Problems you may face from bankers and their solutions have been outlined below:
1) “Hey, you can never send money abroad from Bangladesh. Sorry.”
As soon as you hear this, leave the bank. Maybe give them an educational lecture with everything you learnt so far in this blog.
Find some other bank, or go for a different branch.
2) “Umm…you cannot send money to your personal U.S Bank account…”
False. I did it myself. It takes just 2-3 days. They’ll just need your US Bank’s Account Number, the Routing Number, and the Swift Code.
Some banks or branches are either too cautious, or do not know the proper rules. Advice: If you’re considering transferring money to your U.S bank account, do consult with the bank beforehand to ensure if they’ll pose any issue regarding this.
Which Bank should you go for?
Before I delve into this section, I want to make it very clear that I am NOT promoting these banks. However, I have been a long standing supporter of Eastern Bank Limited (EBL) due to their amazing customer service and their prepaid card that, frankly, saved thousands of Bangladeshi students’ lives, including mine. Plus, their HQ at Gulshan-2 is spectacular. However, EBL doesn’t pay me, and I am just giving my honest opinion.
Technically, any bank which offers a student file account should work. The fees vary: there is a one time fee, there may be annual fees, there may be a certain percent they charge for every dollar sent…etc. Do check a few banks and see what may work for you.
My personal favorites are:
- Eastern Bank Limited: Simply because they are one of the best in terms of service. Their fee is, however, on the higher end
- City Bank: They have a dedicated floor and a dedicated branch for students at Banani. My roommate was sold as soon as he visited them. Check them out!
- Dutch Bangla Bank Limited: An auto choice for many since they are (fairly) renowned to be helpful, and their fee is on the cheaper side.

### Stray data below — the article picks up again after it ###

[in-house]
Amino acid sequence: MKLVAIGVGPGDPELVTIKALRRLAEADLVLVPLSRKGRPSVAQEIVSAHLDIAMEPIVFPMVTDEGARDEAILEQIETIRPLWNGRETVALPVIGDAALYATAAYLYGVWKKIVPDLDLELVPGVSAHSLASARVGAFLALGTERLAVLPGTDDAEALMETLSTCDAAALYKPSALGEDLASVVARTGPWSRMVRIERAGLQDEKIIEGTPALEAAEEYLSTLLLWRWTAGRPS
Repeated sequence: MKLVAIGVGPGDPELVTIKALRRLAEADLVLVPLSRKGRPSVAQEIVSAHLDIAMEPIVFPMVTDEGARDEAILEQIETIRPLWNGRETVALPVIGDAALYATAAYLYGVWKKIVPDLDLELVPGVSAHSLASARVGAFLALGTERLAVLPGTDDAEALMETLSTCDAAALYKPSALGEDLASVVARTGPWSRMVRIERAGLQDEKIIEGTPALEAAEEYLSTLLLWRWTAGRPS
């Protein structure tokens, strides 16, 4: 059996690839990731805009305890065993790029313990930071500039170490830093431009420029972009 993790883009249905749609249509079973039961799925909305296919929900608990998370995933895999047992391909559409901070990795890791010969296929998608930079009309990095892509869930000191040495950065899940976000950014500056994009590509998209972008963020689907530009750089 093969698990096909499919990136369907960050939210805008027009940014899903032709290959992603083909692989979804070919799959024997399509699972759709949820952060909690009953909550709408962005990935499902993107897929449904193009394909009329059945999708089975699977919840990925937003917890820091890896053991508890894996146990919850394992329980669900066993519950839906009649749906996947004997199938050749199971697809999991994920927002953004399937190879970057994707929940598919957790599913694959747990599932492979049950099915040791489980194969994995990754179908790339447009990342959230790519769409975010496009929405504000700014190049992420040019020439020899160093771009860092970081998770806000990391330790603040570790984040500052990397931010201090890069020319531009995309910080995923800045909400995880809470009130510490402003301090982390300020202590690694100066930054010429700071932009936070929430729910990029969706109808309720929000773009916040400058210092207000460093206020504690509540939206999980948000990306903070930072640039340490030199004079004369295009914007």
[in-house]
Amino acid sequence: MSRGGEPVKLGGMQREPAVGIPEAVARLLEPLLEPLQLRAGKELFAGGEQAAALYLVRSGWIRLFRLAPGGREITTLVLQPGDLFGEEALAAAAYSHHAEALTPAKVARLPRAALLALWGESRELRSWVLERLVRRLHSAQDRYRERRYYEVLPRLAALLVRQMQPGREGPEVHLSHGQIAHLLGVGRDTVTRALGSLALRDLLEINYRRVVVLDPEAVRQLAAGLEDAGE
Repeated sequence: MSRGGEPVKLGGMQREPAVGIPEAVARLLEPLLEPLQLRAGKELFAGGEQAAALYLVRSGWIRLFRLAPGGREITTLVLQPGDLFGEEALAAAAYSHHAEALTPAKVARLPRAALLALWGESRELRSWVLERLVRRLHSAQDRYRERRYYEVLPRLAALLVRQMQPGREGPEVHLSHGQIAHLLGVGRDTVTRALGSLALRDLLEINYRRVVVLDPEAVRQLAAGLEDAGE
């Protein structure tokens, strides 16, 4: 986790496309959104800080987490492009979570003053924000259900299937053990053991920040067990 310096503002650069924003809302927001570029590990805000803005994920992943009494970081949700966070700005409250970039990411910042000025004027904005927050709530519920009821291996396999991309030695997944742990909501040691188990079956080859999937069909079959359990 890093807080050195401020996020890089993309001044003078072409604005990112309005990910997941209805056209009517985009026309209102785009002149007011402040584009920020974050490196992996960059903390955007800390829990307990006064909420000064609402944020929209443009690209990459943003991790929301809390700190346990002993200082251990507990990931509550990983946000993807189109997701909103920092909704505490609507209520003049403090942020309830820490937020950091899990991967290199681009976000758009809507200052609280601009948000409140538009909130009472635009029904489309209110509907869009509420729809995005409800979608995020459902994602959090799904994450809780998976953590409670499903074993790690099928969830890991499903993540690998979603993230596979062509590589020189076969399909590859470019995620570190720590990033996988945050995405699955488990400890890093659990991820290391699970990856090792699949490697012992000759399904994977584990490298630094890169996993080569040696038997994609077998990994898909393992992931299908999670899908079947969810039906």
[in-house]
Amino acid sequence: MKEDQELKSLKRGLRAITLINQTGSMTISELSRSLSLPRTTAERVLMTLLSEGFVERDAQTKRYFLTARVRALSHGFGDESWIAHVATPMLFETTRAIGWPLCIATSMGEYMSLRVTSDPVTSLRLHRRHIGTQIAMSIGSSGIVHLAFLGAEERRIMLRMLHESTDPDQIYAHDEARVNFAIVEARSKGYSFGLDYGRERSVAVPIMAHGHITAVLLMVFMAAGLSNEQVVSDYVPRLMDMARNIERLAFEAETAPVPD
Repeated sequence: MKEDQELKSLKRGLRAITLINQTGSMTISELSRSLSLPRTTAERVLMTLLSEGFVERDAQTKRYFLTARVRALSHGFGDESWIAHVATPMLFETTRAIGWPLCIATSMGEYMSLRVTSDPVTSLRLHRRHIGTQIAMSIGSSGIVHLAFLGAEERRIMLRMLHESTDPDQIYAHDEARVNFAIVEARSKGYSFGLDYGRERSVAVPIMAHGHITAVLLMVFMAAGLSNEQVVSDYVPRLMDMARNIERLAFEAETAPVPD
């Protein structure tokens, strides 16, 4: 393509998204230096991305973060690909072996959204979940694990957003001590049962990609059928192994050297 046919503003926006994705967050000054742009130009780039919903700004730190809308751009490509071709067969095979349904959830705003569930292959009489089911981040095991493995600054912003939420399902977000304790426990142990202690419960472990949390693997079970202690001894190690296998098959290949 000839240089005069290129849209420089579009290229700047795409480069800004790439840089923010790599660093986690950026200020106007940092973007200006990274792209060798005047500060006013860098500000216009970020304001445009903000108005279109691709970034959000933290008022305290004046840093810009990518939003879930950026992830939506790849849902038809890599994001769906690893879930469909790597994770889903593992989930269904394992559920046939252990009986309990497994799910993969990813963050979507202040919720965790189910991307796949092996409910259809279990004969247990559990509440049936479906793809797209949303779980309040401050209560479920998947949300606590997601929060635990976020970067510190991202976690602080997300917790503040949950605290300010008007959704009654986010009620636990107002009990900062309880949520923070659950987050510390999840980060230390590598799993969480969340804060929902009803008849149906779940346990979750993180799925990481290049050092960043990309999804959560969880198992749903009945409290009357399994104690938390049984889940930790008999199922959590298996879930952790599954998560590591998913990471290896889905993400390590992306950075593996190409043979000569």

Again, virtually any other bank will work. People use Mutual Trust Bank, Sonali Bank, etc. etc…
Where is my Student File Account?
I use none of the banks I mention above, but prefer Dhaka Bank instead. Why?
Simple. My aunt and uncle work there.
My suggestion to you would be the same- go for the bank and/or branch that will be the most convenient (and affordable) for you. If you’re interested in Dhaka Bank, and I am not saying this to promote them but to make your life easier, go to their Mohakhali Branch, ask for Tahmina Akhter, and mention my name. Hopefully magic shall unfold.
Note that this student file fiasco is NOT an issue for America. They don’t care if this is a student file account or not- to them, a normal bank account and a student file account is the same. Student File Account is Bangladesh’s own creation, thanks to the regulations by our government.
Yeah, I know. Life is, sometimes, unnecessarily trickier. You’ll be amazed to learn about the tricky situation regarding credit, debit and prepaid cards in Bangladesh too. Click here to read, or go to sleep without worrying because…
You are a pro regarding Student File account now, thanks to Samin.
Content Creator, UTD’24
I wrote this thing and I mean…if you don’t know me, check the url. You’re literally on my website.